Goiter occurs when iodine intakes are less than about 50 |g/day, and cretinism when intakes of mothers are 30 |g/day or less.12 Minimum requirements to prevent goiter are based on the urinary excretion associated with a high incidence of goiter in a population, estimated at 50 |g/g creatinine, and the observation that a minimum intake of 70 |g/day appears to be necessary to avoid signs of goiter. Therefore, the minimum requirement for prevention of goiter is approximately one |g/kg body weight/day.61 However, recommended dietary intakes are based on physiological requirements, which are in turn based on a number of indicators, including thyroidal radio-iodine accumulation and turnover, iodine balance studies, urinary iodide excretion, thyroid hormones measures and thyroid volume. Physiological requirement is at least equal to the daily amount of hormonal iodine degraded in the peripheral tissues and not recovered by the thyroid. There is an obligatory loss of iodine from the body via urine, feces, and sweat. Fecal iodine loss is relatively constant and is likely to be significant only when iodine intake is very low. Sweat has generally not been considered an important avenue for iodine loss,62 however, losses may be appreciable in hot climates. Urine, the major excretion pathway for iodine, is related to dietary intake. Individuals over a period of time adapt well to low or high iodine intakes, although the length of this adaptation time is uncertain.63 The consensus of reviewed studies would appear to be that iodine balance is achievable at intakes over 100 |g/day and not achievable below 40 |g/day.64 From this physiological requirement of around 100 | g/day, a rather large safety margin is added to give a recommended dietary intake, which for most countries is 150 |g/day.65 This level is adequate to maintain normal thyroid function, which is essential for growth and development. Requirements may increase if the diets contain goitrogens.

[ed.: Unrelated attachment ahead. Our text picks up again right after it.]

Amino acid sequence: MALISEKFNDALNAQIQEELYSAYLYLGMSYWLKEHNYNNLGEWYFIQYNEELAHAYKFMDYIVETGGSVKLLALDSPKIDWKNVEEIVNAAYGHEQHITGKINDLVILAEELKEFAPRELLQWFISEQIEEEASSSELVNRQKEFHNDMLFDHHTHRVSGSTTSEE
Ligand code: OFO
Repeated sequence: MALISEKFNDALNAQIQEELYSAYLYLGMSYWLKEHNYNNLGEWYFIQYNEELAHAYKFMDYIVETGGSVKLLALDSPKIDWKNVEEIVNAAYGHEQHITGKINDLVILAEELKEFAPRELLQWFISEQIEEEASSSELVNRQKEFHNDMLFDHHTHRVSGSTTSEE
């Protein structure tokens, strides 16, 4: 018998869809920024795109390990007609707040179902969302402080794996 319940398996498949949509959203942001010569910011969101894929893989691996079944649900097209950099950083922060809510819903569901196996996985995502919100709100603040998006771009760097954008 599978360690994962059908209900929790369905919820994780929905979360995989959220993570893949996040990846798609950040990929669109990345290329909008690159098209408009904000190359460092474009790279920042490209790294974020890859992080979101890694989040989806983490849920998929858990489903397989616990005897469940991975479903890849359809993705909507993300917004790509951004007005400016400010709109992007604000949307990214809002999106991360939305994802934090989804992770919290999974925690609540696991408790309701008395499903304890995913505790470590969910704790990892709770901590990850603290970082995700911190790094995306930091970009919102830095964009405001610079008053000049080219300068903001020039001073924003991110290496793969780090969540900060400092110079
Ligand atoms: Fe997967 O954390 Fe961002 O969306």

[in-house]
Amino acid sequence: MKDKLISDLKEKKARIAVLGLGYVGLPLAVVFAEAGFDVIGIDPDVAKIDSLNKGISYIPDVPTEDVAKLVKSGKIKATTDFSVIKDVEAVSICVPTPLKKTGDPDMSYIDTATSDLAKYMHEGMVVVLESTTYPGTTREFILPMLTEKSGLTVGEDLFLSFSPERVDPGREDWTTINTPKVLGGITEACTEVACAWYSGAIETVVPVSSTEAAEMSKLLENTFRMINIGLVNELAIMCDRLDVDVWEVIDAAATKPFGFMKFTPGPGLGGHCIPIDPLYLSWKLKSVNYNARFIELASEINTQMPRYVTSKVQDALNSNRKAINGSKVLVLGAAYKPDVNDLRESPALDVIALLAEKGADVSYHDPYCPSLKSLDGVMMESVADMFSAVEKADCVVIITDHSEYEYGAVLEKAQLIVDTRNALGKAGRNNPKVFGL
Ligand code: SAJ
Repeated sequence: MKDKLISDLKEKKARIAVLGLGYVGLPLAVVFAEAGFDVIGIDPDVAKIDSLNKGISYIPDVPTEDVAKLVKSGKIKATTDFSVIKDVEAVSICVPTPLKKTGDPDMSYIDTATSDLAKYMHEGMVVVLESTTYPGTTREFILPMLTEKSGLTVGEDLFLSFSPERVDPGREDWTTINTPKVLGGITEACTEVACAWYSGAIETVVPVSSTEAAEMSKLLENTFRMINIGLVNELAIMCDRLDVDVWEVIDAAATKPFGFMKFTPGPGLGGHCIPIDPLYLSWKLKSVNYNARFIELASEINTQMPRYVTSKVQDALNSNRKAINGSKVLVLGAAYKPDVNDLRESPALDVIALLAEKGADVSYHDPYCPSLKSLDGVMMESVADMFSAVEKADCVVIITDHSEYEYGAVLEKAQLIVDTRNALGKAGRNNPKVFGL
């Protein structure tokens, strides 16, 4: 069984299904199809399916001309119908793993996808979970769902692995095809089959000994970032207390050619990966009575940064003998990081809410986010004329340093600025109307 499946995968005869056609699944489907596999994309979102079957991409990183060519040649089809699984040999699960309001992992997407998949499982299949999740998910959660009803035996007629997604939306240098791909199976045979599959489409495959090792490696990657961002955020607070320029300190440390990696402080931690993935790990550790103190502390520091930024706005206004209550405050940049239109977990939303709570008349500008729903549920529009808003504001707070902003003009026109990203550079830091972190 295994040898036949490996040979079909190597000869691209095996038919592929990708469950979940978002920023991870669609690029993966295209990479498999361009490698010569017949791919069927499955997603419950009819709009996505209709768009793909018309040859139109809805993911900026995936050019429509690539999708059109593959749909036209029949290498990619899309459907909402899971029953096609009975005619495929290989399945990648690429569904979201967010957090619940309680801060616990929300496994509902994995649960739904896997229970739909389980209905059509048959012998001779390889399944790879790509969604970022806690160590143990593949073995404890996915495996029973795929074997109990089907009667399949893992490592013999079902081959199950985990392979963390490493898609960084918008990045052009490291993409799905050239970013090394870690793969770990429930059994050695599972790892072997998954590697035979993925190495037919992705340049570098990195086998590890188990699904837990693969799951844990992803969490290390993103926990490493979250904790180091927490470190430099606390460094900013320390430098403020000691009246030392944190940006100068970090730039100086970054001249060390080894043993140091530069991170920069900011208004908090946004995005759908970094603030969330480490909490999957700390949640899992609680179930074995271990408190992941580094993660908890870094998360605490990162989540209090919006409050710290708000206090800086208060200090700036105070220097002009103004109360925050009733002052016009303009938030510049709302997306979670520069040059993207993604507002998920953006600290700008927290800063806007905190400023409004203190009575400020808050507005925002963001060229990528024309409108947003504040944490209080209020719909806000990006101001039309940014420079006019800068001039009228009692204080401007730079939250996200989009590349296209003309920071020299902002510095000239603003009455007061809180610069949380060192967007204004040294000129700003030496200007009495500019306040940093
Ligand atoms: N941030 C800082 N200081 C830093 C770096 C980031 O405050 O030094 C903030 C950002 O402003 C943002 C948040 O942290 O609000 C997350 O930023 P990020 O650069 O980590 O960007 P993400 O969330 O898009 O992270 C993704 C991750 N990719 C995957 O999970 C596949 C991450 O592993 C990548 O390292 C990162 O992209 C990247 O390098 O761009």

At present, there are no recommendations for iodine intake for athletes. However, reports of high sweat losses during strenuous activity22-24 in the heat suggest that further investigation of requirements for active individuals should be made.
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